Body image workshop benefits students

Pamela+Sepulveda%2C+social+worker+and+community+outreach+program+director+teaching+students+about+body+image.+She+compared+the+difference+between+and+real+life+woman+and+a+barbie+and+said+the+head+is+bigger+than+a+normal+human+being%2C+the+neck+is+too+long%2C+and+the+waist+is+too+small%2C+which+she+described+as+something+thats+not+achievable+in+real+life.+Photo+credit%3A+Jocelyn+Torralba

Pamela Sepulveda, social worker and community outreach program director teaching students about body image. She compared the difference between and real life woman and a barbie and said the head is bigger than a normal human being, the neck is too long, and the waist is too small, which she described as “something thats not achievable in real life.” Photo credit: Jocelyn Torralba

Jocelyn Torralba

Pamela Sepulveda, community outreach director of Casa Youth, and Re-enrty Specialist Shannon Estrada presented a workshop on body image and the issues of body image on Sept. 26.

Those who attended the workshop learned the role body image plays in one’s life, the dangers of poor body image and the power of media and social pressure.

Sepulveda started off her introduction with a PowerPoint presentation discussing the difference between woman and men’s body image, and how it has changed over the years.

“If you have a positive body image it means the way you see yourself is accurate but it brings your positive qualities, having positive body image means you are comfortable with the angles your body creates,” said Sepulveda.

She asserted that women get bashed more than men when it comes to body image.

Then Sepulveda asked the students how do most women describe themselves.

Students mentioned “They want boobs, a smaller waist, a bigger butt, an hourglass figure.”

Sepulveda described that mens’ body images has been changing throughout the years and men now get surgery to live up to the standards of society in comparison to 30 years ago when this wasn’t an average procedure for them to do.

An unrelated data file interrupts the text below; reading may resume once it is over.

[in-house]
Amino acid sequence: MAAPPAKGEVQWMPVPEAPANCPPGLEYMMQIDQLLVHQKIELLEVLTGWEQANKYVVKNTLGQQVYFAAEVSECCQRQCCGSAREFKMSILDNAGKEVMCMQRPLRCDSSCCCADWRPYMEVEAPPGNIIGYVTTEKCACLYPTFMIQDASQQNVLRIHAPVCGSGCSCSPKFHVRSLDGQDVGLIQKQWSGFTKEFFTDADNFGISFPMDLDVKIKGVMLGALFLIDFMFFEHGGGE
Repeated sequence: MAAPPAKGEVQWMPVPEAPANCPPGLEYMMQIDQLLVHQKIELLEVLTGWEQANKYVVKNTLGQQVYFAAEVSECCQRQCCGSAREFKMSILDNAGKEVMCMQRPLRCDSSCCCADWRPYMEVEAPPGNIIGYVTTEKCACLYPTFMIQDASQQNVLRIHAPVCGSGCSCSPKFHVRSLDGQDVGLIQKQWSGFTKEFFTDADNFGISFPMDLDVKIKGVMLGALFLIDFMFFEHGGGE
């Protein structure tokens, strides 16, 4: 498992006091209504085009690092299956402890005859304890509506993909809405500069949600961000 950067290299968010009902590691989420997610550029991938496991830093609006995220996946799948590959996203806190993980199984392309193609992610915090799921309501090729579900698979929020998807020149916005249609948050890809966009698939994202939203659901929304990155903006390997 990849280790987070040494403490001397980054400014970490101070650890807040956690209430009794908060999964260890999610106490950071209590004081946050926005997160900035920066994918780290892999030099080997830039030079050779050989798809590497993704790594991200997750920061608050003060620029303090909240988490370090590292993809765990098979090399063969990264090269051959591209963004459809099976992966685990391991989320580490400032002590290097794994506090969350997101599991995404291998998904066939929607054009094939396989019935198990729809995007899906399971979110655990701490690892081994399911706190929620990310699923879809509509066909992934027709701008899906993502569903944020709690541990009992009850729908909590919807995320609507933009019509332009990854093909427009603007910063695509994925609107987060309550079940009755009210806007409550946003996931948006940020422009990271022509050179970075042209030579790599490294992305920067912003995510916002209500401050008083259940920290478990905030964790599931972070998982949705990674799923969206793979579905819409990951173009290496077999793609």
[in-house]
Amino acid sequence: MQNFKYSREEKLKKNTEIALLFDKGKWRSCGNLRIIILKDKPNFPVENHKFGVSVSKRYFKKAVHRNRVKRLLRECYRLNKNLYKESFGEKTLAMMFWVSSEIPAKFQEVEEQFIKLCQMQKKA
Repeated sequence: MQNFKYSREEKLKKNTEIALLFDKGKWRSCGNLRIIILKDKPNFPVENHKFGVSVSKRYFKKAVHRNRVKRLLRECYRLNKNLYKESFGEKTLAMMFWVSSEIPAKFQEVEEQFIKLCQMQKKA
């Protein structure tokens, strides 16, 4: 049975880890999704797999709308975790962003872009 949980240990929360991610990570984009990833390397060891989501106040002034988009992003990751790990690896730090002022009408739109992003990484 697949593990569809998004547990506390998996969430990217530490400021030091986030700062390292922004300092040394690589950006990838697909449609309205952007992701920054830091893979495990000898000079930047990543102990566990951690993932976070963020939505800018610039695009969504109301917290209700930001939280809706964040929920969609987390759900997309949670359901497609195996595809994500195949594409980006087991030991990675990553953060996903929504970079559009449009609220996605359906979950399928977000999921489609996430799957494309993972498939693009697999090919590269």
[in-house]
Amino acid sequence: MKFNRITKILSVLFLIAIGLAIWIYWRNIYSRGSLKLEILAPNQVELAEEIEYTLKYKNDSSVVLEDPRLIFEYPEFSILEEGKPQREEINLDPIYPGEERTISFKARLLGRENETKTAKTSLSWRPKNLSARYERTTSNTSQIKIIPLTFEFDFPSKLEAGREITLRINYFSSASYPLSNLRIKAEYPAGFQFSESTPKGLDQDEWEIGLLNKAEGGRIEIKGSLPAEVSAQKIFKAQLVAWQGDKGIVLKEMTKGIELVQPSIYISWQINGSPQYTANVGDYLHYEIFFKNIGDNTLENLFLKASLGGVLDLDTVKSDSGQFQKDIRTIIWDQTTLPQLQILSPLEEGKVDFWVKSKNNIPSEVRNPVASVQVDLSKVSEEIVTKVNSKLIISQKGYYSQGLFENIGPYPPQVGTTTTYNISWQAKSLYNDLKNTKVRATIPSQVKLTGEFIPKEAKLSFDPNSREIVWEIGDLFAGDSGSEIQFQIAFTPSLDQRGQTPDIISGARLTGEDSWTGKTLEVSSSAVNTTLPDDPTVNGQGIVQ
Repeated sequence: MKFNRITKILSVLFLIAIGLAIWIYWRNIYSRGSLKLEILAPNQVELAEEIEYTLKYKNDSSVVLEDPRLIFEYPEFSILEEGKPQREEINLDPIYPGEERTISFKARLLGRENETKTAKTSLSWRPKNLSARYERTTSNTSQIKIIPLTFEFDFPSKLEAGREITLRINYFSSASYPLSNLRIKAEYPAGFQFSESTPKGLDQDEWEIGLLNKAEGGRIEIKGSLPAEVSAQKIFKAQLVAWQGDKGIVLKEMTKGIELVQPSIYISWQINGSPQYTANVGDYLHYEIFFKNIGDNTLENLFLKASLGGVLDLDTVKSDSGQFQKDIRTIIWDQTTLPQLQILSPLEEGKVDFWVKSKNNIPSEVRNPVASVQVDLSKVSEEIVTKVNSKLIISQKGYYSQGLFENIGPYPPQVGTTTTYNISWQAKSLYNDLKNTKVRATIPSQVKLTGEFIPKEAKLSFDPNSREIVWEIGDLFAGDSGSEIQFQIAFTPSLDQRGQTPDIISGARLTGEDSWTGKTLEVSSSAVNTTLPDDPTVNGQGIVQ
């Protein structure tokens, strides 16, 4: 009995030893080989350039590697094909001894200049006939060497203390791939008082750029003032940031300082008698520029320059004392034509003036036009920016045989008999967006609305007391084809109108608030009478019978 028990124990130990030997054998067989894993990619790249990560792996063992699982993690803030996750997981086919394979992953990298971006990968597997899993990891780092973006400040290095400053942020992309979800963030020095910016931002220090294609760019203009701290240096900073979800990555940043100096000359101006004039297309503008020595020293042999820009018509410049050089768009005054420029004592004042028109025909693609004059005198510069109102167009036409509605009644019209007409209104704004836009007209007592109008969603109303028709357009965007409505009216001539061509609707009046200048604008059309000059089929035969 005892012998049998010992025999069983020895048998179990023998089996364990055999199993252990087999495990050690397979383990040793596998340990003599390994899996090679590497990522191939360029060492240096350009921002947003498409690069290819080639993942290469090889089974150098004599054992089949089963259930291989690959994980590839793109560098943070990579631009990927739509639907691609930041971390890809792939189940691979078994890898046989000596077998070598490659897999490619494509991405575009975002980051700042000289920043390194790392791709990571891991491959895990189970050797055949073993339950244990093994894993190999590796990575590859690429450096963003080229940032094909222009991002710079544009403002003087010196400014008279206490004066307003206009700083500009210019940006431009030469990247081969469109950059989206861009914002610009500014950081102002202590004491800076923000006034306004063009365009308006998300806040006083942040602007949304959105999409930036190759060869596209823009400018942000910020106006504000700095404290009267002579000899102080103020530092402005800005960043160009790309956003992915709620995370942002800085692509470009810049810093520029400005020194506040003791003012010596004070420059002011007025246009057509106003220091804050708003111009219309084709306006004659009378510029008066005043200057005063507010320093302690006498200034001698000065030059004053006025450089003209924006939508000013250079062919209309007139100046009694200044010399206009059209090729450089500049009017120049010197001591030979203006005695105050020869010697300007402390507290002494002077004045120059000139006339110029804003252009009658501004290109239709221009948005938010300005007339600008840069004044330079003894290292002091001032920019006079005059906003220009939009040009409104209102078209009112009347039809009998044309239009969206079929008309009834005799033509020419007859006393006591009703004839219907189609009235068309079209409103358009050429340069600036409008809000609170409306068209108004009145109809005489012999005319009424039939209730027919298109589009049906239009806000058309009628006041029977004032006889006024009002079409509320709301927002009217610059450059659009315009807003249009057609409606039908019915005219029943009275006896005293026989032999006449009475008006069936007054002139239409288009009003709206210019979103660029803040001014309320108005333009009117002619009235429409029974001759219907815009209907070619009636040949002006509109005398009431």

Sepulveda said to say “thank you” to anyone who complements you, and added that she had a hard time accepting compliments due to her trouble with acne throughout her teen years.

She then compared the difference between real life woman and a barbie and said the head is bigger than a normal human being, the neck is too long, and the waist is too small, which she described as “something that’s not achievable in real life” and “if barbie were real, she would be a walking lollipop.”

Sepulveda showed a video of the process of Photohopping a model’s pictures where her eyes were enhanced, her back was made longer, shoulders were made smaller, she had bigger hair, made to have a smaller nose, had lighter skin and plumper lips.

She discussed how celebrities need to maintain their image so they have their stylists, makeup artists, fitness trainers, photographers and surgeons to make them look perfect everyday and that many people look up to them and compare themselves.

Karla Huron, a criminal justice major, said “I attended the workshop to learn more about body image and learn to love myself, my body.”

She mentioned the workshop was helpful and learned that everyone thinks they have flaws and shouldn’t judge how they look because everyone is beautiful in their own way.

“There is no way you are able to maintain an image like Kim Kardashian; your job is to be a student, work, be a parent, etc.,” said Sepulveda.

She also mentioned that people will create an unhealthy lifestyle mentally and physically with the pressure of body image such as depression, anxiety, anorexia nervosa, bulimia and dysmorphic disorder.

Karina Loza, an architecture major, said “I, like a lot of other girls, suffer from body image issues because we see people in the media and the way we’re bombarded all the time with the perfect body image; and honestly I don’t think anybody looks like that.”

She said the workshop helped her look at herself in a better way, ignoring the flaws she thinks she has,and learning to love herself.

Six students attended the workshop.

Sepulveda wasn’t pleased with the student turnout saying, “The six students that were here, were amazing and engaged and I think we’ve had workshops that had more students. I was disappointed more didn’t come,” Sepulveda said.

Estrada said she decided to do this workshop because it’s a big issue that many have dealt with some point in their life, including herself and she wanted to promote these issues and resources to students that are dealing with body image problems.